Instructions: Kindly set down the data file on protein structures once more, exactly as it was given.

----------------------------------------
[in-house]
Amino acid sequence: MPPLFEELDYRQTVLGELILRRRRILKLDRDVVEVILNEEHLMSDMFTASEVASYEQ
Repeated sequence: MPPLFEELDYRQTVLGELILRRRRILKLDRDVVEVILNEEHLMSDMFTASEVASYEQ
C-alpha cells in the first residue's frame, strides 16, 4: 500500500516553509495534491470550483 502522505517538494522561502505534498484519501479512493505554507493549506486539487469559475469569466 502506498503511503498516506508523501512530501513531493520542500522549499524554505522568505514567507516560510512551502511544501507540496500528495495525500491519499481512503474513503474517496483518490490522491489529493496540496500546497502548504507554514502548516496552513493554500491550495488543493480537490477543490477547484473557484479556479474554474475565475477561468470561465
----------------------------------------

[in-house]
Amino acid sequence: MPPLFEELDYRQTVLGELILRRRRILKLDRDVVEVILNEEHLMSDMFTASEVASYEQ
Repeated sequence: MPPLFEELDYRQTVLGELILRRRRILKLDRDVVEVILNEEHLMSDMFTASEVASYEQ
C-alpha cells in the first residue's frame, strides 16, 4: 500500500516553509495534491470550483 502522505517538494522561502505534498484519501479512493505554507493549506486539487469559475469569466 502506498503511503498516506508523501512530501513531493520542500522549499524554505522568505514567507516560510512551502511544501507540496500528495495525500491519499481512503474513503474517496483518490490522491489529493496540496500546497502548504507554514502548516496552513493554500491550495488543493480537490477543490477547484473557484479556479474554474475565475477561468470561465